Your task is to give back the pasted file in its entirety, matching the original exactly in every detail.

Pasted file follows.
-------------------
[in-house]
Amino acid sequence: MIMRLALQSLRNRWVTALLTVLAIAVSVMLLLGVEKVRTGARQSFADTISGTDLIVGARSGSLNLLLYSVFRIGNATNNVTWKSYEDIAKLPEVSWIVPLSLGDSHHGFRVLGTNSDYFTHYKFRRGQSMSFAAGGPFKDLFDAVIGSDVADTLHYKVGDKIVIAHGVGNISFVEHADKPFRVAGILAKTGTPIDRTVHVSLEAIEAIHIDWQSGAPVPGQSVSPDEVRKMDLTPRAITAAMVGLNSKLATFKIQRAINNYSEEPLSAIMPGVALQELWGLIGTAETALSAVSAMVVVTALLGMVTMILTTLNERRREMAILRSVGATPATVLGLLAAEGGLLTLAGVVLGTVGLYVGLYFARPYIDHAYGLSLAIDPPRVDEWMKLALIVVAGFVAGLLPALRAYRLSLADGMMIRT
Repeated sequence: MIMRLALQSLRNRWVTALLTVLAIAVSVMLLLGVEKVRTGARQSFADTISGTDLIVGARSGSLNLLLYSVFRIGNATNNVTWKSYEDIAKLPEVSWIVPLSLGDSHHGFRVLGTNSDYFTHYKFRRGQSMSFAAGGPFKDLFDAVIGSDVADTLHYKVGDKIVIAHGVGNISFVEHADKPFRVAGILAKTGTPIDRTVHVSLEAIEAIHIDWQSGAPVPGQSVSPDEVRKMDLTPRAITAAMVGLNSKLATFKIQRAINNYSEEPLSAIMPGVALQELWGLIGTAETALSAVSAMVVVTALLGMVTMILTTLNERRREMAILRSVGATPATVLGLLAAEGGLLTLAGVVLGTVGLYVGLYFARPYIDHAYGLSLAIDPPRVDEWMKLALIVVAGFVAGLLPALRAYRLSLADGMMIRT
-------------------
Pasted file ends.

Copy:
[in-house]
Amino acid sequence: MIMRLALQSLRNRWVTALLTVLAIAVSVMLLLGVEKVRTGARQSFADTISGTDLIVGARSGSLNLLLYSVFRIGNATNNVTWKSYEDIAKLPEVSWIVPLSLGDSHHGFRVLGTNSDYFTHYKFRRGQSMSFAAGGPFKDLFDAVIGSDVADTLHYKVGDKIVIAHGVGNISFVEHADKPFRVAGILAKTGTPIDRTVHVSLEAIEAIHIDWQSGAPVPGQSVSPDEVRKMDLTPRAITAAMVGLNSKLATFKIQRAINNYSEEPLSAIMPGVALQELWGLIGTAETALSAVSAMVVVTALLGMVTMILTTLNERRREMAILRSVGATPATVLGLLAAEGGLLTLAGVVLGTVGLYVGLYFARPYIDHAYGLSLAIDPPRVDEWMKLALIVVAGFVAGLLPALRAYRLSLADGMMIRT
Repeated sequence: MIMRLALQSLRNRWVTALLTVLAIAVSVMLLLGVEKVRTGARQSFADTISGTDLIVGARSGSLNLLLYSVFRIGNATNNVTWKSYEDIAKLPEVSWIVPLSLGDSHHGFRVLGTNSDYFTHYKFRRGQSMSFAAGGPFKDLFDAVIGSDVADTLHYKVGDKIVIAHGVGNISFVEHADKPFRVAGILAKTGTPIDRTVHVSLEAIEAIHIDWQSGAPVPGQSVSPDEVRKMDLTPRAITAAMVGLNSKLATFKIQRAINNYSEEPLSAIMPGVALQELWGLIGTAETALSAVSAMVVVTALLGMVTMILTTLNERRREMAILRSVGATPATVLGLLAAEGGLLTLAGVVLGTVGLYVGLYFARPYIDHAYGLSLAIDPPRVDEWMKLALIVVAGFVAGLLPALRAYRLSLADGMMIRT